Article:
It sort of straddles the line between parody and satire — jokey enough to be a parody but with a definite message about Western ignorance in meddling with the Muslim world. And the chauvinism and “overt-but-playful-racism” (for lack of a better term) is so funny and done in a way that you know they’re making fun of it. And it’s distributed by Chicago’s own Music Box Films.
Smart, silly, and very funny. Highly recommended (Amazon // Netflix streaming).
Susie: You guys, I’m really going to miss this place.
Coop: Me too.
Ben: Hey, let’s all promise that in ten years from today, we’ll meet again, and we’ll see what kind of people we’ve blossomed into.
Ben: What time do you wanna meet?
J.J.: You mean ten years from now?
Coop: Let’s meet in the morning so we can make a day of it.
Susie: Okay, so what is it? Is it like 9:00? 9:30?
Coop: Well, let’s say 9:00, that way we can be here by 9:30.
McKinley: Well, no, why don’t we say 9:30, and then make it your beeswax to be here by 9:30? I mean, we’ll all be in our late 20s by then. I just don’t see any reason why we can’t be places on time.
Gary: Okay, then, it’s settled. 9:30 it is. All agreed?
McKinley: Good, because I have something at 11:00.
Gary: You just have like a trapper-keeper full of appointments, right?
McKinley: No, I just have something at 11:00, and I can’t change it, because I already moved it twice.
I don’t know why it’s so funny to me but it’s like the perfectly absurd twist on a commonplace situation. Same reason I loved “The State” when I was a kid.
I’ve been watching crime movies lately as I’m working on a crime/suspense/thriller/comedy. This was made in 1990 but still has that 80s look that I can’t comprehend. I thought it moved a bit slowly but I enjoyed it. I con-men and -women movies all day.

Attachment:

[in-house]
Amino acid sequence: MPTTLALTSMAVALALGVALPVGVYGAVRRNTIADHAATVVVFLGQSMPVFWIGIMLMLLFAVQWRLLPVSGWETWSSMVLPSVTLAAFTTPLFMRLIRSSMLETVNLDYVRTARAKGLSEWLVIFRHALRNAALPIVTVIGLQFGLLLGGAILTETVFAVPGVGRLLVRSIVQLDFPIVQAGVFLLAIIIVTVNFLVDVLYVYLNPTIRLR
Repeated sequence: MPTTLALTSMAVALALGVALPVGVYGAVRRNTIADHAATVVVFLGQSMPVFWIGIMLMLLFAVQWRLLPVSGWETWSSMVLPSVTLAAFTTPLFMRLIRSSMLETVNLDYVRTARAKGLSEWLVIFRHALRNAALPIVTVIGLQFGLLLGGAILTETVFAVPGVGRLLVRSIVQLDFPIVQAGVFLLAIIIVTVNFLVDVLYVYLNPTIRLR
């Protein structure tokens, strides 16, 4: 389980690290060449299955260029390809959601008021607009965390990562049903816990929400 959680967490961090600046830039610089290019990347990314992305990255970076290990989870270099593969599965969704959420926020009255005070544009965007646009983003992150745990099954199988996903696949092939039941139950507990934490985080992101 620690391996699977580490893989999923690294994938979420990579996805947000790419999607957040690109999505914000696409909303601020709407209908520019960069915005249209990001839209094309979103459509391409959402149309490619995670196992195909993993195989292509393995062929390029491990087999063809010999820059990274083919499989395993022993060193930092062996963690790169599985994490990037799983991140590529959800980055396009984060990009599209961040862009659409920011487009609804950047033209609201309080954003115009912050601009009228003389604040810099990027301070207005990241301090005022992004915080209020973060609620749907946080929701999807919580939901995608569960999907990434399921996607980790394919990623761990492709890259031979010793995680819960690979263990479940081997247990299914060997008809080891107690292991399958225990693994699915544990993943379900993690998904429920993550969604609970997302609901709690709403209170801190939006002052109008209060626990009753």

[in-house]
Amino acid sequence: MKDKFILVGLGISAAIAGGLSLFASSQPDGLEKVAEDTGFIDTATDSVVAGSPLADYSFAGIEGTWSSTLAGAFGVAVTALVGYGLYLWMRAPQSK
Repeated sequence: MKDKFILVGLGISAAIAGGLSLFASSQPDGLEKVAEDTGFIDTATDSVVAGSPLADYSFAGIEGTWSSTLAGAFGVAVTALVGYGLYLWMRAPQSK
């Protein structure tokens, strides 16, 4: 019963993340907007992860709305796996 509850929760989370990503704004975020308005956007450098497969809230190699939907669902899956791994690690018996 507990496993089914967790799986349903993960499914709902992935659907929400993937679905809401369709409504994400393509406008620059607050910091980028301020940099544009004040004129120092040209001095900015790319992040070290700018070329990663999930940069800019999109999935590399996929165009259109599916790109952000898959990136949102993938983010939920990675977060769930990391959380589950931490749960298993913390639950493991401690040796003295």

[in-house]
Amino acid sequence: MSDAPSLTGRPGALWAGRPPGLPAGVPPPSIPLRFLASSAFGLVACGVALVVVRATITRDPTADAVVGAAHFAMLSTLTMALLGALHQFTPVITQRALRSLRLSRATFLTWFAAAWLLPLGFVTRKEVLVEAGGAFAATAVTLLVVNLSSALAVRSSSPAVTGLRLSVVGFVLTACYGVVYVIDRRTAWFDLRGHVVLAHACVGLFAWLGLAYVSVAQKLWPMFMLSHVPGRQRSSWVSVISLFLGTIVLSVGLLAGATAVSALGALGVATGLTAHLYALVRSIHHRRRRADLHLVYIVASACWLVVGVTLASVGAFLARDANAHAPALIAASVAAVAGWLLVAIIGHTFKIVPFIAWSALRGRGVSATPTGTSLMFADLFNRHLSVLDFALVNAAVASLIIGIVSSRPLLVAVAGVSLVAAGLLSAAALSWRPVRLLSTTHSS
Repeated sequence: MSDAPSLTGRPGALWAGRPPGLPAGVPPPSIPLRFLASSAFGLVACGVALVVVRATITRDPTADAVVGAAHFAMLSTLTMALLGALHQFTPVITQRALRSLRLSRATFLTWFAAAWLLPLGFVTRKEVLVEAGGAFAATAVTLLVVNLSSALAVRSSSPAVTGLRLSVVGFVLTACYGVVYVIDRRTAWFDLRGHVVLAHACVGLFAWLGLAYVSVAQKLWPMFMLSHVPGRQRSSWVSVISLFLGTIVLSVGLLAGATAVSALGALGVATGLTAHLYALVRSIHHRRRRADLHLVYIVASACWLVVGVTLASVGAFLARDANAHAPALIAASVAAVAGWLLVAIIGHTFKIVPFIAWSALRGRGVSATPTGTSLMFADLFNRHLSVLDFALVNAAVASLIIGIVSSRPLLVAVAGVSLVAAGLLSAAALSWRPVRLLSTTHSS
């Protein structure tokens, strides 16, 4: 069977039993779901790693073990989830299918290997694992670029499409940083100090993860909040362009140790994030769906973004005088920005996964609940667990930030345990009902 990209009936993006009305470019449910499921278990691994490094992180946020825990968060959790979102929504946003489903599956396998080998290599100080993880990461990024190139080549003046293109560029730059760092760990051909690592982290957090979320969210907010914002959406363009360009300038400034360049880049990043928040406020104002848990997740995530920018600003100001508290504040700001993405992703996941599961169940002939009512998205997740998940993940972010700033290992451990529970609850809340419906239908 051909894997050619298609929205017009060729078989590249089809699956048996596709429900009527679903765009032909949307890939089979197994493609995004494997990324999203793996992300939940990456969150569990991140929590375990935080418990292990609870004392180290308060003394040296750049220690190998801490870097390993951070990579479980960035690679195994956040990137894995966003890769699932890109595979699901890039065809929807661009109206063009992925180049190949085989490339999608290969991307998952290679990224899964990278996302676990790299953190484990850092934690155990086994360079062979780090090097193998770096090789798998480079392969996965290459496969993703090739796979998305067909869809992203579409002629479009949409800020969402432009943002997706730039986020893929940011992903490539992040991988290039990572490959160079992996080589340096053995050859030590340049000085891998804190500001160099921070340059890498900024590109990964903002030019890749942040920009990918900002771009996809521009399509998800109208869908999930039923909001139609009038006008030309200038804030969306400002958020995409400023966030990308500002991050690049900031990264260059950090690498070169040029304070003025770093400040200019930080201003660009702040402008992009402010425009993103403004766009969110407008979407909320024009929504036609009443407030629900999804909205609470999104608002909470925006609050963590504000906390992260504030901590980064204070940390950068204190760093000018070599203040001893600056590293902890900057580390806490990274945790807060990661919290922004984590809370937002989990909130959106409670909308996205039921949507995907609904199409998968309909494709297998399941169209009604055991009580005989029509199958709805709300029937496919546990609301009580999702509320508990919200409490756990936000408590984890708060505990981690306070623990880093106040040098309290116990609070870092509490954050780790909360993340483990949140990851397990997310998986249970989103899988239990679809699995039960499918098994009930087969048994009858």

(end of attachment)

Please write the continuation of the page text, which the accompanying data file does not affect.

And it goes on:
This is the best comedy I’ve seen in a long time. Maybe the best movie I’ve seen this year, although I’m not ready to put it above Inherent Vice just yet. It’s an anthology film apparently, which is a term I didn’t know until I started reading about Wild Tales. Great use of Advance & Continue, which is a term that Keith Johnstone writes about in Impro for Storytellers.
The stories push just far enough in one direction before coming back in the other (sometimes literally, like in the highway vignette). It’s dark and light and every story starts mostly in a light place before going to a really intense or dark place. But it’s fucking hilarious throughout; I can’t remember the last time I was in a theater where people were laughing so much. Actually I do remember and it was Almodevar’s I’m So Excited (Los Amantes Pasjeros), which is a movie that nobody I’ve ever met has seen and I just looked up on IMDB and has a rating of 5.6 so I don’t know what that’s about, that movie was really funny.
Anyway, what was I talking about. Oh, Wild Tales. One thing I loved was how high the stakes were in every vignette. It was mostly about normal people behaving in extreme circumstances or escalating to extreme circumstances, but it never felt forced or unbelievable. And the writing and acting was so rich that even when it got serious or deadly, the human behavior was so real or honest that it was hilarious. At least that’s what I thought. The kind of movie I wish I had written. And the final vignette, the wedding scene, was really brilliantly written, acted and directed. Little touches like the cook in the background telling his buddies about what happened on the roof were so good.
Nice play on words too — “salvajes” means wild but it also means savage, something that gets lost in translation.